2. interpret a simple hydrologic cycle diagram, including evaporation, condensation, precipitation, and runoff.
    3. locate the major Virginia watershed systems on a map (Chesapeake Bay, Gulf of Mexico, and North Carolina sounds).
    4. analyze the formation of karst in terms of rock type, solubility and permeability, uplift, the water table, and chemical and physical weathering.
    5. analyze the presence of groundwater in various types of rock terrains, including areas found in each of the physiographic provinces of Virginia.
    6. analyze the relationship between salt-water intrusion in the ground water in certain areas of eastern Virginia and buried crater structures.

    E.S. 9

    geologic time.
    1. interpret a simple geologic history diagram, using superposition and cross-cutting relations.
    2. analyze how radioactive decay provides a reliable method to determine the age of many types of organic and inorganic materials.
    3. analyze the impact and role of global catastrophies (including asteroid/comet impacts, volcanism, continental collisions, climate collapse) on extinctions and evolution.
    4. analyze and interpret complex cross sections using both relative and absolute dating to unravel and define the geologic history of the section.

    E.S. 10

    1. identify the effects of human activities on the oceans.
    2. analyze the potential impact of a major environmental disaster on the base of the food web and vertebrate organisms; economics; cultures; and future productivity.
    3. analyze the relationship between moving continents, the presence of ice caps, and ocean circulation over long periods of time.
    4. relate important ocean conditions, including El Niño, to weather on the continents.
    5. evaluate the role of the marine environment in the extraction of carbon dioxide in carbonates and the production of oxygen.
    6. analyze the role of ocean currents in the distribution of heat from the equatorial regions to the poles, and predict what changes may occur as continents move and atmospheric conditions and climate vary.
    7. compare Atlantic Ocean and Gulf of Mexico water temperatures during the yearly cycle, and relate this to the formation of storms.
    8. describe how different types of pollution can pollute the Chesapeake Bay even though the pollutant source may be hundreds of miles from the Bay.

    E.S. 11

    1. analyze the array of climate feedback mechanisms that control the Earth’s temperature over time, and compare and contrast these feedback mechanisms to those operating on inner planets and the gas giants.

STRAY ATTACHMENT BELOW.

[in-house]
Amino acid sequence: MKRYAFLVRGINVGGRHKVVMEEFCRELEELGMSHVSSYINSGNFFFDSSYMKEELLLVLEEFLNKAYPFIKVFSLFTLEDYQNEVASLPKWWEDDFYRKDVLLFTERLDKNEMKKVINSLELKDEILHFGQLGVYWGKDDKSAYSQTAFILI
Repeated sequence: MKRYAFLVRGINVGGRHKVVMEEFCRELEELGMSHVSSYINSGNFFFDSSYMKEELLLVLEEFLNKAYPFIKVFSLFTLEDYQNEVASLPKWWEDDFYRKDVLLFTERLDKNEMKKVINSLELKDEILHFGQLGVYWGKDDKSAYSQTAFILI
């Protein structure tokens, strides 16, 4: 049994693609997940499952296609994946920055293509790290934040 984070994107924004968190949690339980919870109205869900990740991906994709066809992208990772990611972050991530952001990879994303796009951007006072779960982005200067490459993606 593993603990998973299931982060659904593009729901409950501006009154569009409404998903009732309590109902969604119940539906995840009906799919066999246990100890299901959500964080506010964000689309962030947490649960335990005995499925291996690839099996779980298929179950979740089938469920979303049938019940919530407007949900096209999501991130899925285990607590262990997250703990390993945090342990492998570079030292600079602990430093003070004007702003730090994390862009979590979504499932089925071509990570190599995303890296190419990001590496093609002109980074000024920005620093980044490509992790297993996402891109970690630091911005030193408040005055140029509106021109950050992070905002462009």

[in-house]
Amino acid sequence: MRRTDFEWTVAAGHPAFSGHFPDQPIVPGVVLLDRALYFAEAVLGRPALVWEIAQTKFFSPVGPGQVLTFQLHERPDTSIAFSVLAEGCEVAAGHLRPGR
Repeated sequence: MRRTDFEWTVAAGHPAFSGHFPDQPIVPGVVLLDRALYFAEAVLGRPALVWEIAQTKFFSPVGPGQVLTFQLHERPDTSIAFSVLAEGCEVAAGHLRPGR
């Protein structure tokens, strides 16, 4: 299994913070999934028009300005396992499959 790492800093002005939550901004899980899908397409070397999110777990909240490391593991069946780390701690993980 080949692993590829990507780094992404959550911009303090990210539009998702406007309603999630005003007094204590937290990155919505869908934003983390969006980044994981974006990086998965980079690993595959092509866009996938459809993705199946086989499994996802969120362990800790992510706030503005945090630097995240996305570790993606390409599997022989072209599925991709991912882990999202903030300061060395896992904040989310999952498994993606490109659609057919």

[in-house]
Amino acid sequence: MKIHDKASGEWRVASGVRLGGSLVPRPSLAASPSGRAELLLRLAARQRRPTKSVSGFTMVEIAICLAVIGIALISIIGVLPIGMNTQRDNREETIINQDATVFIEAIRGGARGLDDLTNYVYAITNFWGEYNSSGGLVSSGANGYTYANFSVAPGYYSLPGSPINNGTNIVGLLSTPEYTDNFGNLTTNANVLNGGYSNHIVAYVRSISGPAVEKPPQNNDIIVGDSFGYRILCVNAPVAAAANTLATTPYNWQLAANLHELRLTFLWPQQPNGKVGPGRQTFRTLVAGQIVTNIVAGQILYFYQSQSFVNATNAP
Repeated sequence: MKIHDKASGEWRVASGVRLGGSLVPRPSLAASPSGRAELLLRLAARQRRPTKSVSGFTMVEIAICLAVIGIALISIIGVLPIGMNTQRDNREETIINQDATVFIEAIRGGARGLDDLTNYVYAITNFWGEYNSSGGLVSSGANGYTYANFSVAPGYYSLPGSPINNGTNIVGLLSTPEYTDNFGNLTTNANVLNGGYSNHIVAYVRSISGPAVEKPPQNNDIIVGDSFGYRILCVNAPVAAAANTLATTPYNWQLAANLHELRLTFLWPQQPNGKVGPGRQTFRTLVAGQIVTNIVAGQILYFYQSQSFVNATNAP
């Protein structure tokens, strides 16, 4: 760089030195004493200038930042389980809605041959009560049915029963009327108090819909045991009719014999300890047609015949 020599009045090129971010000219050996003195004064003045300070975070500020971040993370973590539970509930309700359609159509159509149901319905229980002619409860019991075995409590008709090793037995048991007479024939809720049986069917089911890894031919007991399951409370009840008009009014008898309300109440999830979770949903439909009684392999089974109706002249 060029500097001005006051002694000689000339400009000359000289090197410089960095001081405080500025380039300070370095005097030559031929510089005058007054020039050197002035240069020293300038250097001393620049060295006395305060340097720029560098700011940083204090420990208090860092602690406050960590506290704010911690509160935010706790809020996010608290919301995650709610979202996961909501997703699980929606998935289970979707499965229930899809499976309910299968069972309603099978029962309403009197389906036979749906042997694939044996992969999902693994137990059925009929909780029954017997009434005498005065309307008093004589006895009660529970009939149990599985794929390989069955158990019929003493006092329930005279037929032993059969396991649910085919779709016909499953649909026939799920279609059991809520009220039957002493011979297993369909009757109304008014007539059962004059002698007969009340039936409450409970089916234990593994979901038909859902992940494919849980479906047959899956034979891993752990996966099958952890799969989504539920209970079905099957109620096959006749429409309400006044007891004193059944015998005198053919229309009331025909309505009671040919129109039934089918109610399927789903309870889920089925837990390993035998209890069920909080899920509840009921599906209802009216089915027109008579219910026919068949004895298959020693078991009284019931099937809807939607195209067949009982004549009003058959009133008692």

2. analyze the evidence for atmospheric compositional change over geologic time including oxygen and carbon sinks and the role of photosynthetic organisms.
    3. explain how volcanic activity or meteor impacts could affect the atmosphere and life on Earth.
    4. explain how biologic activity, including human activities, may influence global temperature and climate.

    E.S. 12

    1. identify and describe the direction of local winds (land, sea breezes and jet stream).
    2. read and interpret data from a thermometer, a barometer, and a psychrometer.
    3. predict weather based on cloud type, temperature, and barometric pressure.
    4. read and interpret a weather map containing fronts, isobars, and isotherms.
    5. read and interpret weather station models.
    6. identify types and origins of air masses, fronts and the accompanying weather conditions.
    7. read and interpret climate graphs.
    8. label a diagram of global climate zones and the surface movement of ocean currents.
    9. label a diagram that demonstrates the interaction of Earth’s atmosphere and energy transfer (conduction, convection, and radiation).
    10. analyze the impact of satellite technology on weather prediction and the tracking of severe storms, including hurricanes, and evaluate the cost and benefits of this technology in terms of lives and property saved. Predict the impact on storm preparedness if there were no weather satellites.

    E.S. 13

    1. contrast the life span and energy output of a blue giant star to that of the sun and relate this to the potential existence of life on planets in its orbit.
    2. explain the potential origin and role of ultra massive black holes in the center of galaxies.
    3. using the Hertzsprung-Russell diagram, classify stars as to their place on the main sequence or in beginning or end points in their life cycles.
    4. evaluate the probability of travel to nearby solar systems using current spacecraft speeds.
    5. analyze the various fusion products of a blue giant star over its lifetime, and relate this to the presence and abundance of elements that make up our solar system and its contents, including living organisms.